At last! Your products are ordered.You worked with your customer service representative to create a forecast. The supplier arranged for the raw materials. A production schedule was created and aligned. You signed off on the schedule and once the manufacturer knows they have the raw materials, the order is confirmed. You’ve been given a lead time of 110 days until you take possession of your products. Exactly what goes into determining that lead time and can anything be done to shorten it?
Four elements determine lead time:
Among those four elements there is little wiggle room to improve on lead time. Let’s take them piece by piece starting with transit.
The most common and cost-effective method of getting products from Asia to the US is ocean transit. It’s typically reliable, if relatively slow. Ocean transit takes 30-45 days, which is one-third of the total lead time. That’s the good news.
The not-so-good news is that your contract manufacturer has virtually no control over global shipping. They simply can’t make ships move faster. [Have you seen those New Panamax ships??] If there’s an issue — timing, weather, ship- or port-related problems — your supplier can air freight to the West Coast and move product via trucks, but the price makes that option unsustainable over the long haul.
There are ways to increase production but they are very costly. So costly, in fact, they are rarely if ever deployed. Your CM could add more shifts, offering overtime to current workers, to produce your product. They could even hire more workers but let’s face it, that’s not practical.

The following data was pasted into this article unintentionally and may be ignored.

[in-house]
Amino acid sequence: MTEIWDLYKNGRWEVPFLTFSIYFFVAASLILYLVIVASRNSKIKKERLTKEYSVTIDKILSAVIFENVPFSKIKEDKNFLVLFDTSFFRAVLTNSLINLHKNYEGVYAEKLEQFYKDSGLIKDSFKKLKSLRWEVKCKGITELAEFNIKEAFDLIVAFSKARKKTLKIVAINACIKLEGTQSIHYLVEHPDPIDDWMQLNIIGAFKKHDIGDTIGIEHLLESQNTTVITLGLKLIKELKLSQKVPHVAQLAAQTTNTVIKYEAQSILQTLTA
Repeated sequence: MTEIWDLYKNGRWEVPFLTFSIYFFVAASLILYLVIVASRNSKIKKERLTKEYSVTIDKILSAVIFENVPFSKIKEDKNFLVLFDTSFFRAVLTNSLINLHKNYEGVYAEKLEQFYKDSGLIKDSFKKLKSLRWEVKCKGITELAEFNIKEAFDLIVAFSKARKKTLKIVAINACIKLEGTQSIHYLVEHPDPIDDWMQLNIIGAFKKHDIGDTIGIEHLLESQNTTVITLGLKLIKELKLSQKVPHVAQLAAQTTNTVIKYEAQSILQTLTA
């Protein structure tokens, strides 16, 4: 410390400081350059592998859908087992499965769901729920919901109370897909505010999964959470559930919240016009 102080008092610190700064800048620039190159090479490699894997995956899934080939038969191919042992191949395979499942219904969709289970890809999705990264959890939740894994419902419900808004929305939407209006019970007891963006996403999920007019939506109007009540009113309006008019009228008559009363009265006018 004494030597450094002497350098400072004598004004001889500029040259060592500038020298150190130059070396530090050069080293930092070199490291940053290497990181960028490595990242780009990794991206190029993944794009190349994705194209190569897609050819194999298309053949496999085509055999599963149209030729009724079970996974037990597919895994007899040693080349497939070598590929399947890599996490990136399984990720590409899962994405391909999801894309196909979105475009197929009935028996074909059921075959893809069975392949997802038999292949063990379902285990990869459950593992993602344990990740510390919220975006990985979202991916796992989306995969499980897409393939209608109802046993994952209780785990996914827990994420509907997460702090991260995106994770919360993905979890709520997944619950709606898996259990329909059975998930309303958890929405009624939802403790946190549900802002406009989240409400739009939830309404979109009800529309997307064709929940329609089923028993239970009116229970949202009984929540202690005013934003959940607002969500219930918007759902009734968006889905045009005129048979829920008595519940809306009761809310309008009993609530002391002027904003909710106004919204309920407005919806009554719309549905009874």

Acquisition of raw materials is the one place that your supplier might be able to buy some lead time. Manufacturers can order materials and hold it in inventory, they can also hold finished product. This is called safety stock, a term used in the logistics industry to describe a level of extra stock which is held to mitigate risk of a shortage of raw material or packaging. Some companies will do this, others won’t. You need to talk to your customer service representative about your requirements, and be honest with yourself and them. There is a difference between must-have and nice-to-have.
One of the reasons you chose your supplier was because you determined they did a good job of handling the logistics portion of their business. Trust their experience. Your logistics/customer service representative will keep you informed of any hiccups that could delay your order. They know your order is important to you. It’s important to them, too. In fact, your satisfaction is their biggest concern. They know that even if they do a fantastic job of manufacturing your product, if your shipping experience is jacked up they could lose your business. When you receive a lead time of 110 days (or whatever it might be) it’s going to be spot on for the most part. They’re working hard to meet that quote so that you can build your business with confidence.
For additional reading on the topic of logistics:
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